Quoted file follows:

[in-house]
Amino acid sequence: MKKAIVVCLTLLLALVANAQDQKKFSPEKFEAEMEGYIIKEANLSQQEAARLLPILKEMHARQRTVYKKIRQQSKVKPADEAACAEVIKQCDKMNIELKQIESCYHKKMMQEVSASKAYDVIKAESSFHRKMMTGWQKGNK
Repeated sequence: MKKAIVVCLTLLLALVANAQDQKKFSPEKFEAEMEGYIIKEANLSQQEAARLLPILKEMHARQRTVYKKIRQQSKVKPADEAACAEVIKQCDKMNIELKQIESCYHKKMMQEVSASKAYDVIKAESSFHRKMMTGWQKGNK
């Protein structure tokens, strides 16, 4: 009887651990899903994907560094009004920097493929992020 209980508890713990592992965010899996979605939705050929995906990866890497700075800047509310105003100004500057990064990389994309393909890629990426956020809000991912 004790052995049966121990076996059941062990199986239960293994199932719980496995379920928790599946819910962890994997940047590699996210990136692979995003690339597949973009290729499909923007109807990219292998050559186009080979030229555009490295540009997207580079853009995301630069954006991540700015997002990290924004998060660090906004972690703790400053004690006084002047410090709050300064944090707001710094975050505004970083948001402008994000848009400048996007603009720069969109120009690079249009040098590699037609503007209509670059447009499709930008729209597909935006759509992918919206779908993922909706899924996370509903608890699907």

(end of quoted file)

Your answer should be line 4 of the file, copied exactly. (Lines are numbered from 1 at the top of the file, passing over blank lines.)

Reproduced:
């Protein structure tokens, strides 16, 4: 009887651990899903994907560094009004920097493929992020 209980508890713990592992965010899996979605939705050929995906990866890497700075800047509310105003100004500057990064990389994309393909890629990426956020809000991912 004790052995049966121990076996059941062990199986239960293994199932719980496995379920928790599946819910962890994997940047590699996210990136692979995003690339597949973009290729499909923007109807990219292998050559186009080979030229555009490295540009997207580079853009995301630069954006991540700015997002990290924004998060660090906004972690703790400053004690006084002047410090709050300064944090707001710094975050505004970083948001402008994000848009400048996007603009720069969109120009690079249009040098590699037609503007209509670059447009499709930008729209597909935006759509992918919206779908993922909706899924996370509903608890699907």